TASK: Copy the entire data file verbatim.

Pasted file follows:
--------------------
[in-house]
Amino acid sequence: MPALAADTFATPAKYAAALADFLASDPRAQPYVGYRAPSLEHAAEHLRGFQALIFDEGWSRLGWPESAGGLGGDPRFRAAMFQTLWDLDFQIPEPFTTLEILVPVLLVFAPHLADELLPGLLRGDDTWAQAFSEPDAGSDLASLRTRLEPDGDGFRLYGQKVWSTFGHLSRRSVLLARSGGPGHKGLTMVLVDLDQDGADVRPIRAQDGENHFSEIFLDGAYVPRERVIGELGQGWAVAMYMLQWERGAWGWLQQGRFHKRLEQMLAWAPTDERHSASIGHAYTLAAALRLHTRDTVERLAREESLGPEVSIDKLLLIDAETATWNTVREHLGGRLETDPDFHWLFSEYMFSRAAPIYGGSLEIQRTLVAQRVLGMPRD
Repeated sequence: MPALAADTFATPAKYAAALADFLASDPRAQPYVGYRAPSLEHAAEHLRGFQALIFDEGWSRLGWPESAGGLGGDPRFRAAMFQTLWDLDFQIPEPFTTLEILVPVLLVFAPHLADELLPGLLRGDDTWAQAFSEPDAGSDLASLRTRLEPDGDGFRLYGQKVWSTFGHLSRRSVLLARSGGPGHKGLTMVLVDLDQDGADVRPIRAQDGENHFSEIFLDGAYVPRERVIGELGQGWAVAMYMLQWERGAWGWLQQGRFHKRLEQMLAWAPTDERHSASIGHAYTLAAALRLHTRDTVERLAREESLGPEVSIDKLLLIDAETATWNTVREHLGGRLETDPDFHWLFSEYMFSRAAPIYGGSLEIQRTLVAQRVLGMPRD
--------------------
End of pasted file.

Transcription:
[in-house]
Amino acid sequence: MPALAADTFATPAKYAAALADFLASDPRAQPYVGYRAPSLEHAAEHLRGFQALIFDEGWSRLGWPESAGGLGGDPRFRAAMFQTLWDLDFQIPEPFTTLEILVPVLLVFAPHLADELLPGLLRGDDTWAQAFSEPDAGSDLASLRTRLEPDGDGFRLYGQKVWSTFGHLSRRSVLLARSGGPGHKGLTMVLVDLDQDGADVRPIRAQDGENHFSEIFLDGAYVPRERVIGELGQGWAVAMYMLQWERGAWGWLQQGRFHKRLEQMLAWAPTDERHSASIGHAYTLAAALRLHTRDTVERLAREESLGPEVSIDKLLLIDAETATWNTVREHLGGRLETDPDFHWLFSEYMFSRAAPIYGGSLEIQRTLVAQRVLGMPRD
Repeated sequence: MPALAADTFATPAKYAAALADFLASDPRAQPYVGYRAPSLEHAAEHLRGFQALIFDEGWSRLGWPESAGGLGGDPRFRAAMFQTLWDLDFQIPEPFTTLEILVPVLLVFAPHLADELLPGLLRGDDTWAQAFSEPDAGSDLASLRTRLEPDGDGFRLYGQKVWSTFGHLSRRSVLLARSGGPGHKGLTMVLVDLDQDGADVRPIRAQDGENHFSEIFLDGAYVPRERVIGELGQGWAVAMYMLQWERGAWGWLQQGRFHKRLEQMLAWAPTDERHSASIGHAYTLAAALRLHTRDTVERLAREESLGPEVSIDKLLLIDAETATWNTVREHLGGRLETDPDFHWLFSEYMFSRAAPIYGGSLEIQRTLVAQRVLGMPRD